Maybe we should rethink the way we refer to people who engage in mass shootings.
For the dozens of people who remain hospitalized in Las Vegas from the worst mass shooting in modern U.S. history, the onslaught isn’t over. The pain lingers. They remain haunted by the uncertainty of their recovery.
The gunman who sprayed more than 1,000 rounds of bullets into a Las Vegas country music concert also took shots at jet fuel tanks and targeted police officers responding to the scene, investigators said Friday in portraying a killer who seemed determine to inflict even more carnage than the 58 people he murdered.
Mandalay Bay hotel officials didn’t notify police about a shooting in a hallway inside the high-rise until after Stephen Paddock opened fire on the crowd outside at a country music festival, a federal official told the Associated Press on Thursday.
The FBI director says investigators haven’t yet determined a motive behind a mass shooting at a Las Vegas country music festival, but they’re still digging.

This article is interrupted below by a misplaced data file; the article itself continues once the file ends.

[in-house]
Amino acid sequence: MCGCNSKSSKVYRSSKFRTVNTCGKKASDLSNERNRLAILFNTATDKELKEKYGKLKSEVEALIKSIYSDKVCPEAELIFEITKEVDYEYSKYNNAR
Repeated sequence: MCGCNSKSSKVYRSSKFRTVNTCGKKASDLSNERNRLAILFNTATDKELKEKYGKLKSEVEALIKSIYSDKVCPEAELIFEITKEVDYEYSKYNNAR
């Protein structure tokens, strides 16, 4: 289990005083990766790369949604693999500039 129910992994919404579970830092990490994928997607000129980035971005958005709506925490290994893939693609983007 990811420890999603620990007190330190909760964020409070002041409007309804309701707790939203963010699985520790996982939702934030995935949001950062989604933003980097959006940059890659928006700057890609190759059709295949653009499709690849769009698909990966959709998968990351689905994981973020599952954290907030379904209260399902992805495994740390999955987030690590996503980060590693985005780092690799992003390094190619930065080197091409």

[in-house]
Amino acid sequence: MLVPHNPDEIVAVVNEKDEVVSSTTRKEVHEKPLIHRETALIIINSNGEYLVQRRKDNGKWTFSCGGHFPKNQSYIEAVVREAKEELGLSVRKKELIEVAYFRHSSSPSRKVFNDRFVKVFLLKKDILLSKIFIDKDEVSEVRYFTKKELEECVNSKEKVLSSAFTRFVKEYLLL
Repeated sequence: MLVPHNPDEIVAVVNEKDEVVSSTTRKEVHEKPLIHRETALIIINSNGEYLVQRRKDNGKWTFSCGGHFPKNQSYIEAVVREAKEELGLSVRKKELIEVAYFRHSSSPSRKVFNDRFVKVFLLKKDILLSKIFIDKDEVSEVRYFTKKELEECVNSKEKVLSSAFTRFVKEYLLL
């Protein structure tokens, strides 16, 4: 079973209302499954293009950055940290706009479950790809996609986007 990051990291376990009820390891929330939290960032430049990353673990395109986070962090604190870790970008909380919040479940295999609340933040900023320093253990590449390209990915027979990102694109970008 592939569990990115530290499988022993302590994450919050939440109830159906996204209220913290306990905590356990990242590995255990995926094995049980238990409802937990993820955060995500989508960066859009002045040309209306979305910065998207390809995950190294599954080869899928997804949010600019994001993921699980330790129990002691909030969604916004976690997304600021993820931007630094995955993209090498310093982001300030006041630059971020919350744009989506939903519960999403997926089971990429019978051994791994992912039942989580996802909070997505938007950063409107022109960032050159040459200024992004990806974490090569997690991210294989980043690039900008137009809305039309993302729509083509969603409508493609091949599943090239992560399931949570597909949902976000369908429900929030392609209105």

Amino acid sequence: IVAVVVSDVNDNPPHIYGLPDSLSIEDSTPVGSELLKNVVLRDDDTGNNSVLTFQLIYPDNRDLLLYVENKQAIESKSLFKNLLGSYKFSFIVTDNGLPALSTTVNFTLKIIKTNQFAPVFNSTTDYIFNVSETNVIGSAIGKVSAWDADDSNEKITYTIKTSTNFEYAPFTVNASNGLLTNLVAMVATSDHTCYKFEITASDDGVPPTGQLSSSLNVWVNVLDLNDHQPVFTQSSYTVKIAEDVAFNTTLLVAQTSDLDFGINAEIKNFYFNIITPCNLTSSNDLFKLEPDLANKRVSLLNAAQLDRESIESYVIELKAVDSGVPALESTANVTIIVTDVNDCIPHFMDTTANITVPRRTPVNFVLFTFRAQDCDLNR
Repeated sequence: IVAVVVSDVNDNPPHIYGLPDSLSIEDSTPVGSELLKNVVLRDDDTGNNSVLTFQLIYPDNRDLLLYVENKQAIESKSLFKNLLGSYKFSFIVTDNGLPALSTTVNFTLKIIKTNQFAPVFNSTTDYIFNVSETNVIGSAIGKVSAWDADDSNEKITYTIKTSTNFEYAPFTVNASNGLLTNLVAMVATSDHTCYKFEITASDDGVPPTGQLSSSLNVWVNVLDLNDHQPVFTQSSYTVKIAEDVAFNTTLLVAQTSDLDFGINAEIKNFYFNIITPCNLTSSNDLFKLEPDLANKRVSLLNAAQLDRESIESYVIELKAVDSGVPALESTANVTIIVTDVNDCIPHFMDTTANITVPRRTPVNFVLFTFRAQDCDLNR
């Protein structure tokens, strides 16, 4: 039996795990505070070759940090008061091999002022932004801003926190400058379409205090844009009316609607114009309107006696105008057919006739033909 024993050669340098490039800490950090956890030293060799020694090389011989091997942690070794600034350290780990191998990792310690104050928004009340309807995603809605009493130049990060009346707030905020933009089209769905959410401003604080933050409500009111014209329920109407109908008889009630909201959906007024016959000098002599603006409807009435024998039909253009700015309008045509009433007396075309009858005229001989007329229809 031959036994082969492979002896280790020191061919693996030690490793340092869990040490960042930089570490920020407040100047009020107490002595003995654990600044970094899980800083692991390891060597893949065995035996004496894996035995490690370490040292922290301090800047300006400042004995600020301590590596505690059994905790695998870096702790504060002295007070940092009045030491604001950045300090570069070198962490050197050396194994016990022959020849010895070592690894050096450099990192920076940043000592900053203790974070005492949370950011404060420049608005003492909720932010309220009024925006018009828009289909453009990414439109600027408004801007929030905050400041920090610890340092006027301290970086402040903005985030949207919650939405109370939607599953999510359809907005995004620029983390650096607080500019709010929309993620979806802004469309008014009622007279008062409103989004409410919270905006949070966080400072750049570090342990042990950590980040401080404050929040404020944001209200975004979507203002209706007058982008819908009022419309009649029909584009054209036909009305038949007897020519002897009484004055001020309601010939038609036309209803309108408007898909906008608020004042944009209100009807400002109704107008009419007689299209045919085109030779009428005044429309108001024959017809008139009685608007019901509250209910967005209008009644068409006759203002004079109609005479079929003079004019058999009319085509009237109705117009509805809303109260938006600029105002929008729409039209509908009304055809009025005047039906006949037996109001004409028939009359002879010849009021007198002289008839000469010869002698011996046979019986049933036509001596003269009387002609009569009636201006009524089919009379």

A maintenance worker said Wednesday he told hotel dispatchers to call police and report a gunman had opened fire with a rifle inside Mandalay Bay before the shooter began firing from his high-rise suite into a crowd at a nearby musical performance.
House Speaker Paul Ryan says bump stocks – devices that can effectively turn semi-automatic rifles into fully automated weapons – should be addressed through a regulatory change.
The revised timeline given by investigators for the Las Vegas massacre raises questions about whether better communication might have allowed police to respond more quickly and take out the gunman before he could kill and wound so many people.
Federal investigators returned to search the home of the Las Vegas gunman for “re-documenting and rechecking.”
The National Rifle Association is opposing a ban on “bump stocks” like the device used by the Las Vegas gunman to turn semi-automatic weapons into rapid-fire guns, stressing its support for more limited regulations.